Age-related slowing down in the motor initiation in elderly adults

Published on 2020-09-16T22:03:11Z (GMT) by
<div><p>Age-related changes in the human brain functioning crucially affect the motor system, causing increased reaction time, low ability to control and execute movements, difficulties in learning new motor skills. The lifestyle and lowered daily activity of elderly adults, along with the deficit of motor and cognitive brain functions, might lead to the developed ambidexterity, i.e., the loss of dominant limb advances. Despite the broad knowledge about the changes in cortical activity directly related to the motor execution, less is known about age-related differences in the motor initiation phase. We hypothesize that the latter strongly influences the behavioral characteristics, such as reaction time, the accuracy of motor performance, etc. Here, we compare the neuronal processes underlying the motor initiation phase preceding fine motor task execution between elderly and young subjects. Based on the results of the whole-scalp sensor-level electroencephalography (EEG) analysis, we demonstrate that the age-related slowing down in the motor initiation before the dominant hand movements is accompanied by the increased theta activation within sensorimotor area and reconfiguration of the theta-band functional connectivity in elderly adults.</p></div>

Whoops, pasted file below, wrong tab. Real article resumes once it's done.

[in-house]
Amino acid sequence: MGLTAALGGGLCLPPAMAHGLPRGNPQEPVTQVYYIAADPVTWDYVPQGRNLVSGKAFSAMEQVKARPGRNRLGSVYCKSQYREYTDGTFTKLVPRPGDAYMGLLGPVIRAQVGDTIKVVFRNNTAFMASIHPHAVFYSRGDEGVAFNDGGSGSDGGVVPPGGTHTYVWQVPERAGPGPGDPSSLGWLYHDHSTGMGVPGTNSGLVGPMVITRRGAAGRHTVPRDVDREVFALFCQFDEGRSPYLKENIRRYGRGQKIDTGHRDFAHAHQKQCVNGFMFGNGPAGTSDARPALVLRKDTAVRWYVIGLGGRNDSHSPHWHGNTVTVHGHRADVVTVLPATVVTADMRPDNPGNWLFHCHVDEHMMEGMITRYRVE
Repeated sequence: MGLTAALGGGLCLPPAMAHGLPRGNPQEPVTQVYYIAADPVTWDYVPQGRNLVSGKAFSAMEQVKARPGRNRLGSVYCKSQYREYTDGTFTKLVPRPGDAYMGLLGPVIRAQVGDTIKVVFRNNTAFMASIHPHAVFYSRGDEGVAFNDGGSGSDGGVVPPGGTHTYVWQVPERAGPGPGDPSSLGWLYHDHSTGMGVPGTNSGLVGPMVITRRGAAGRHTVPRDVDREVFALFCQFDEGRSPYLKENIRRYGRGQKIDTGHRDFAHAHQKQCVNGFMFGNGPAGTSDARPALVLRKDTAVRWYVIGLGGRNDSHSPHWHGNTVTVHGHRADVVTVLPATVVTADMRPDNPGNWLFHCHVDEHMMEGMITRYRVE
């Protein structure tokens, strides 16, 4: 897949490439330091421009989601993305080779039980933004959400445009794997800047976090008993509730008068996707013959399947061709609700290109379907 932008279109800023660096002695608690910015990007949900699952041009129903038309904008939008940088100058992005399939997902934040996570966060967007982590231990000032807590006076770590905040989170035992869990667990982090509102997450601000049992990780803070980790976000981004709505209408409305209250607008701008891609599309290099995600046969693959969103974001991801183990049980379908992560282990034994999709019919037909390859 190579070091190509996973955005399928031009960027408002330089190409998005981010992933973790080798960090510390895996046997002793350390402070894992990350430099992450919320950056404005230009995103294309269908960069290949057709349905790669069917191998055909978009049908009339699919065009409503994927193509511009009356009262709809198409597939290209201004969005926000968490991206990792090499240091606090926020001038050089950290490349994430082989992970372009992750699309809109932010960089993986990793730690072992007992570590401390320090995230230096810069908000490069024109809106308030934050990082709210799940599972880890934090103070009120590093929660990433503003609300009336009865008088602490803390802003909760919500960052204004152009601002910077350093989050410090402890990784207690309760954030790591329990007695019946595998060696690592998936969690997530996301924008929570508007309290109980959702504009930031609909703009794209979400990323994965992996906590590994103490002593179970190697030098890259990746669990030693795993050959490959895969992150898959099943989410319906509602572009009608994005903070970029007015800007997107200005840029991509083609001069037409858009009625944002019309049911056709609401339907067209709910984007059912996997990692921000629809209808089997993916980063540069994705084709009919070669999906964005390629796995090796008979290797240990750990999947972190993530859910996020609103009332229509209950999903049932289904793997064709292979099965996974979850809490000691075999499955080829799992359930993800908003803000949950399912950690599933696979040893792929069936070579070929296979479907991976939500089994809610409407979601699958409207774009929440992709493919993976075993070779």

Cite this collection

Frolov, Nikita S.; Pitsik, Elena N.; Maksimenko, Vladimir A.; Grubov, Vadim V.; Kiselev, Anton R.; Wang, Zhen; et al. (2020): Age-related slowing down in the motor initiation in elderly adults. PLOS ONE. Collection.